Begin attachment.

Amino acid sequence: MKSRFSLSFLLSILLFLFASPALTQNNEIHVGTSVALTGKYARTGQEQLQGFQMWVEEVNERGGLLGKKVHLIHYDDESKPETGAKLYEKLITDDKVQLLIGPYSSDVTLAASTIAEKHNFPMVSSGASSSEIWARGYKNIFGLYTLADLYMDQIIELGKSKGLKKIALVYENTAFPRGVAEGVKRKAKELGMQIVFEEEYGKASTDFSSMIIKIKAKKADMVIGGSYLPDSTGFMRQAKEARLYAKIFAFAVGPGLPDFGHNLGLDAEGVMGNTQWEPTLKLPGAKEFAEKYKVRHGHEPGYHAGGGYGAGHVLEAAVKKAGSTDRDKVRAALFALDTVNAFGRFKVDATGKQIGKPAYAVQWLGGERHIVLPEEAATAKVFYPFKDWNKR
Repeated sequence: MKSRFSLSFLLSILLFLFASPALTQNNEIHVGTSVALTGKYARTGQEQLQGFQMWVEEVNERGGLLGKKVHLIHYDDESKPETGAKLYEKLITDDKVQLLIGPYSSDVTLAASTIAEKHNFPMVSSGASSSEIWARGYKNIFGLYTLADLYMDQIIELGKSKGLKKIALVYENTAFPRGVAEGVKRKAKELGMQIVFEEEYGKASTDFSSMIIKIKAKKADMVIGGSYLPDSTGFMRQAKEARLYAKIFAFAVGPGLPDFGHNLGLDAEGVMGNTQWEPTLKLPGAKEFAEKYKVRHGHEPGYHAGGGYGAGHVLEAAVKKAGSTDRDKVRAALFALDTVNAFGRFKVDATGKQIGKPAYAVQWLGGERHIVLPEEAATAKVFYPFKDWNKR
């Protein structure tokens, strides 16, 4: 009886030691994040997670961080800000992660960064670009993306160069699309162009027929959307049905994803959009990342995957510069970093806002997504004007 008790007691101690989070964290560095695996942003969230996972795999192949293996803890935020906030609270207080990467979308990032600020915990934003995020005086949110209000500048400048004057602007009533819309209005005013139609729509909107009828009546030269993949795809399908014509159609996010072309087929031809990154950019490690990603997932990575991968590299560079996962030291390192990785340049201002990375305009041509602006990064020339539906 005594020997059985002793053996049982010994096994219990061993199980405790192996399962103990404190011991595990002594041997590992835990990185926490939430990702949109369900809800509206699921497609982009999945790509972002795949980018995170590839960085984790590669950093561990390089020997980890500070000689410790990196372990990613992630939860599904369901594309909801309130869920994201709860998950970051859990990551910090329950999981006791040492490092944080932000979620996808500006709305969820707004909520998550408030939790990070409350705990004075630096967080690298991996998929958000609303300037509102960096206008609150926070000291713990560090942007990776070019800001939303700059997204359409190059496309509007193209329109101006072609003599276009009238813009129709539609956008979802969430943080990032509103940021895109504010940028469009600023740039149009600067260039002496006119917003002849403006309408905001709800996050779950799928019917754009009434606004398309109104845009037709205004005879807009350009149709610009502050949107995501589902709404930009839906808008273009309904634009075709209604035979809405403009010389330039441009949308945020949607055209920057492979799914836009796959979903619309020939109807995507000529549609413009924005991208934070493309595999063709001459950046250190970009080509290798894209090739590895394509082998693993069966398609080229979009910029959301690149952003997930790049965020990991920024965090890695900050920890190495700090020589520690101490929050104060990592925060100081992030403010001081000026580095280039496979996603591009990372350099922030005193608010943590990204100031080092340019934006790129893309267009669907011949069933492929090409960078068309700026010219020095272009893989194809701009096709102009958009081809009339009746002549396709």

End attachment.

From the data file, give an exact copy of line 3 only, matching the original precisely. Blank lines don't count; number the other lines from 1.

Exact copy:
């Protein structure tokens, strides 16, 4: 009886030691994040997670961080800000992660960064670009993306160069699309162009027929959307049905994803959009990342995957510069970093806002997504004007 008790007691101690989070964290560095695996942003969230996972795999192949293996803890935020906030609270207080990467979308990032600020915990934003995020005086949110209000500048400048004057602007009533819309209005005013139609729509909107009828009546030269993949795809399908014509159609996010072309087929031809990154950019490690990603997932990575991968590299560079996962030291390192990785340049201002990375305009041509602006990064020339539906 005594020997059985002793053996049982010994096994219990061993199980405790192996399962103990404190011991595990002594041997590992835990990185926490939430990702949109369900809800509206699921497609982009999945790509972002795949980018995170590839960085984790590669950093561990390089020997980890500070000689410790990196372990990613992630939860599904369901594309909801309130869920994201709860998950970051859990990551910090329950999981006791040492490092944080932000979620996808500006709305969820707004909520998550408030939790990070409350705990004075630096967080690298991996998929958000609303300037509102960096206008609150926070000291713990560090942007990776070019800001939303700059997204359409190059496309509007193209329109101006072609003599276009009238813009129709539609956008979802969430943080990032509103940021895109504010940028469009600023740039149009600067260039002496006119917003002849403006309408905001709800996050779950799928019917754009009434606004398309109104845009037709205004005879807009350009149709610009502050949107995501589902709404930009839906808008273009309904634009075709209604035979809405403009010389330039441009949308945020949607055209920057492979799914836009796959979903619309020939109807995507000529549609413009924005991208934070493309595999063709001459950046250190970009080509290798894209090739590895394509082998693993069966398609080229979009910029959301690149952003997930790049965020990991920024965090890695900050920890190495700090020589520690101490929050104060990592925060100081992030403010001081000026580095280039496979996603591009990372350099922030005193608010943590990204100031080092340019934006790129893309267009669907011949069933492929090409960078068309700026010219020095272009893989194809701009096709102009958009081809009339009746002549396709």